The difference between Relative and Absolute references in Excel

When you create a formula, references to cells or ranges are usually based upon their position relative to the cell that contains the formula. For example, cell B6 contains the formula =A5; Microsoft Excel finds the value one cell above and one cell to the left of B6. This is known as a relative referencing.

When you copy a formula that uses relative references, the references in the pasted formula update and refer to different cells relative to the position of the formula. For example, the formula in cell B6 has been copied to cell B7. The formula in cell B7 has changed to =A6, which refers to the cell that is one cell above and to the left of cell B7.

If you don't want references to change when you copy a formula to a different cell, use an absolute reference. For example, if your formula multiplies cell A5 with cell C1 (=A5*C1) and you copy the formula to another cell, both references will change. You can create an absolute reference to cell C1 by placing a dollar sign ($) before the parts of the reference that do not change. To create an absolute reference to cell C1, for example, add dollar signs to the formula as follows:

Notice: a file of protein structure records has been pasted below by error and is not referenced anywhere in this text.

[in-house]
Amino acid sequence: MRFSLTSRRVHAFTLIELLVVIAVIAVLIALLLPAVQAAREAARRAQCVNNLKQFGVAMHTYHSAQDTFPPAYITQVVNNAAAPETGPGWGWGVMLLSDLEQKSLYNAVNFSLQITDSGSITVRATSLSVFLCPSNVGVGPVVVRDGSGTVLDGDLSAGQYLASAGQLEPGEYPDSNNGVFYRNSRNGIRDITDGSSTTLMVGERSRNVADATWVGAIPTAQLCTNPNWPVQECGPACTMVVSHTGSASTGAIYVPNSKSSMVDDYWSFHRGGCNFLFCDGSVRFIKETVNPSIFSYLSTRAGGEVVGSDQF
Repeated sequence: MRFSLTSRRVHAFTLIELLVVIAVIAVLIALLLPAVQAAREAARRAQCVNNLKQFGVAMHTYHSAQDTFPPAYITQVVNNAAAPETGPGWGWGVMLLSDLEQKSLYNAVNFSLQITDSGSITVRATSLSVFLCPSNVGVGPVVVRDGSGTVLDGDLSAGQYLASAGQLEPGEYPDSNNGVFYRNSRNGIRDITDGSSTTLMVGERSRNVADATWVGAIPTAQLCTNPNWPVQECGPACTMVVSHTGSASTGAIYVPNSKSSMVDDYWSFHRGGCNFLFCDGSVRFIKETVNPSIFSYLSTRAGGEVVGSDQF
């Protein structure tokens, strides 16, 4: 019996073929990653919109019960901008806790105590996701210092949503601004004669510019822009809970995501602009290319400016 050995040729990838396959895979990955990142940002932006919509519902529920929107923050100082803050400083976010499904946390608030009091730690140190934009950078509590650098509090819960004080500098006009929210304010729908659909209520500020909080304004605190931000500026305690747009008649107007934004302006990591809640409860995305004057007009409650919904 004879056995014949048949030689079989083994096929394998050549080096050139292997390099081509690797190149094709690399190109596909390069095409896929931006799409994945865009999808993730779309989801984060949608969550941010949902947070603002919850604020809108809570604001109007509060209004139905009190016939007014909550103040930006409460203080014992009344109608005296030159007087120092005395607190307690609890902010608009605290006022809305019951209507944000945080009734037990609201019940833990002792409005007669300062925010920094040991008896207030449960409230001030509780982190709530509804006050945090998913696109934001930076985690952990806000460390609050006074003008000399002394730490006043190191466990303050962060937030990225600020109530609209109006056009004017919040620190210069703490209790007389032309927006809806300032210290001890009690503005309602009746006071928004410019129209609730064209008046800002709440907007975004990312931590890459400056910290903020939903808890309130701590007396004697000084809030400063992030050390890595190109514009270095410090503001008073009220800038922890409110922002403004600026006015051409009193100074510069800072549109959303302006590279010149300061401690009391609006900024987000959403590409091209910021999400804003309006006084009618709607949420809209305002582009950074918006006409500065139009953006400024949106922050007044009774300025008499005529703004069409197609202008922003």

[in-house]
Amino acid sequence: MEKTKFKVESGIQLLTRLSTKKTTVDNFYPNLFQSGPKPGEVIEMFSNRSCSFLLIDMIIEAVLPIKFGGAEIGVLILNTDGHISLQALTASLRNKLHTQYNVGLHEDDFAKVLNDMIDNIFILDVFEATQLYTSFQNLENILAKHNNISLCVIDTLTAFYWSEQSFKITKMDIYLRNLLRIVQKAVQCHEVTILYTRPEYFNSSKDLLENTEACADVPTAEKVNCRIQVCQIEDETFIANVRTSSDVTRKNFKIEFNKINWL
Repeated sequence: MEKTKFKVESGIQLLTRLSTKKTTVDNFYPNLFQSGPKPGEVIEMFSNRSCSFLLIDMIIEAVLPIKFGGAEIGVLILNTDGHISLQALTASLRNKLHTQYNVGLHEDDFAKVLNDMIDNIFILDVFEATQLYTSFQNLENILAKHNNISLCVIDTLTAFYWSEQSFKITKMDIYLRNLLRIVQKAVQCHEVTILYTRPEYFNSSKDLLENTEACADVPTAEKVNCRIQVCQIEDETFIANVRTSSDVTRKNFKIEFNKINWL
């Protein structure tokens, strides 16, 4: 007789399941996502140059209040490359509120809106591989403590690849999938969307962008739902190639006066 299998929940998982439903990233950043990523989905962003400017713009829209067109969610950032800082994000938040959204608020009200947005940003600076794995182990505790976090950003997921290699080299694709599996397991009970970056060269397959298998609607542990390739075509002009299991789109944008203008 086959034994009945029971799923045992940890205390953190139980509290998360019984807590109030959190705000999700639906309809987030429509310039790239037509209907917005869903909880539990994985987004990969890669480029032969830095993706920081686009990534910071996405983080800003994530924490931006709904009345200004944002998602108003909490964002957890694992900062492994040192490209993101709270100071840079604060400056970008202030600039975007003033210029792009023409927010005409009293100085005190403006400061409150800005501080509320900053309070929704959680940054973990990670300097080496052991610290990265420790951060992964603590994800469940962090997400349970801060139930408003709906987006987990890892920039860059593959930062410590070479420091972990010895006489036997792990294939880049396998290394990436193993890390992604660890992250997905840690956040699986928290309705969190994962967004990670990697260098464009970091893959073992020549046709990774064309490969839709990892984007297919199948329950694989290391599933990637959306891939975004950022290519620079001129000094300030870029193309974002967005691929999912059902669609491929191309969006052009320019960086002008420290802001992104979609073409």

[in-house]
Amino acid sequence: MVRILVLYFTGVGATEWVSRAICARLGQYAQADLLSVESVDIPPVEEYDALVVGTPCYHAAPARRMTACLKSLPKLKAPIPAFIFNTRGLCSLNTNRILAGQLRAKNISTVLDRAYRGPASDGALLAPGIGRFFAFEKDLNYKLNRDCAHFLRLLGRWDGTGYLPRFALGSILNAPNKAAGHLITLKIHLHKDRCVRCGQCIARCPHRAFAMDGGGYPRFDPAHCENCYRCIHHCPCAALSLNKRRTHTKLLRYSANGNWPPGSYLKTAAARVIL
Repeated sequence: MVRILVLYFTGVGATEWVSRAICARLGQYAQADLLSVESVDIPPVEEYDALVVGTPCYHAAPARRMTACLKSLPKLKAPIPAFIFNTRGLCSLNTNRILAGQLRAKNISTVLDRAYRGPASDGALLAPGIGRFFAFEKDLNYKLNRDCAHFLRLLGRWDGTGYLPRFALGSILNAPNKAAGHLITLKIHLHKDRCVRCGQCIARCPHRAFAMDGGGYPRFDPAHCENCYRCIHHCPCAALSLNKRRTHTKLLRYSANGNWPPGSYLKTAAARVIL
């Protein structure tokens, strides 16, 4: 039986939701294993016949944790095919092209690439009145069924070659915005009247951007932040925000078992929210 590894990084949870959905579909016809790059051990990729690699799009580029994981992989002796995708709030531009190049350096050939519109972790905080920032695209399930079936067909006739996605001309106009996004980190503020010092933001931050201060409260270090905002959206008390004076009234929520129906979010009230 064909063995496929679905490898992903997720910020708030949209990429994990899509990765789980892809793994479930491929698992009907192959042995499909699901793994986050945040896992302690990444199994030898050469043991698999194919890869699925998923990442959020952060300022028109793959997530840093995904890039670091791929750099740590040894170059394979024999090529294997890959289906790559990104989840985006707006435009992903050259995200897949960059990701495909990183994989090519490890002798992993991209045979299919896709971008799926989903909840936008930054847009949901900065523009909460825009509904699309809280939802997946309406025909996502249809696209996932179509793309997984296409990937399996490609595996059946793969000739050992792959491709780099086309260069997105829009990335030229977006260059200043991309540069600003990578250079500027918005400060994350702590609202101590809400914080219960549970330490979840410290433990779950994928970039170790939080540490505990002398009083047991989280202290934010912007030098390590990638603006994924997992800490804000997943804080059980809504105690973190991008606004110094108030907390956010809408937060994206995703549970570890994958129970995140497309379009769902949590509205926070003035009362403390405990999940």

=A5*$C$1

Move or copy a formula

When you move a formula, the cell references within the formula do not change. When you copy a formula, absolute cell references do not change; relative cell references will change.

1. Select the cell that contains the formula you want to move or copy.
2. Point to the border of the selection.
3. To move the cell, drag the selection to the upper-left cell of the paste area. Microsoft Excel replaces any existing data in the paste area.

To copy the cell, hold down CTRL as you drag.

Tip : You can also copy formulas into adjacent cells by using the fill handle. Select the cell that contains the formula, and then drag the fill handle over the range you want to fill.